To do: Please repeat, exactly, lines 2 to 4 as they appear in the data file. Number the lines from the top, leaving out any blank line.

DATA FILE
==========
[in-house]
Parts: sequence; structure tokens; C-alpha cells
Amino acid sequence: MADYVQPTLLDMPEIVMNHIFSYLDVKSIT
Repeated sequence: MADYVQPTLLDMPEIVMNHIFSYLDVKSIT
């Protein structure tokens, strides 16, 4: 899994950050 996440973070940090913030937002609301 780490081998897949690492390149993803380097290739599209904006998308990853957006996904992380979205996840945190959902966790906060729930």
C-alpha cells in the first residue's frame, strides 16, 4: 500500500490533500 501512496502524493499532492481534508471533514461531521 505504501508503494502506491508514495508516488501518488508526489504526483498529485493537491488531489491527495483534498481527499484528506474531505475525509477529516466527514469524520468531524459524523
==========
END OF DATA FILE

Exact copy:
Parts: sequence; structure tokens; C-alpha cells
Amino acid sequence: MADYVQPTLLDMPEIVMNHIFSYLDVKSIT
Repeated sequence: MADYVQPTLLDMPEIVMNHIFSYLDVKSIT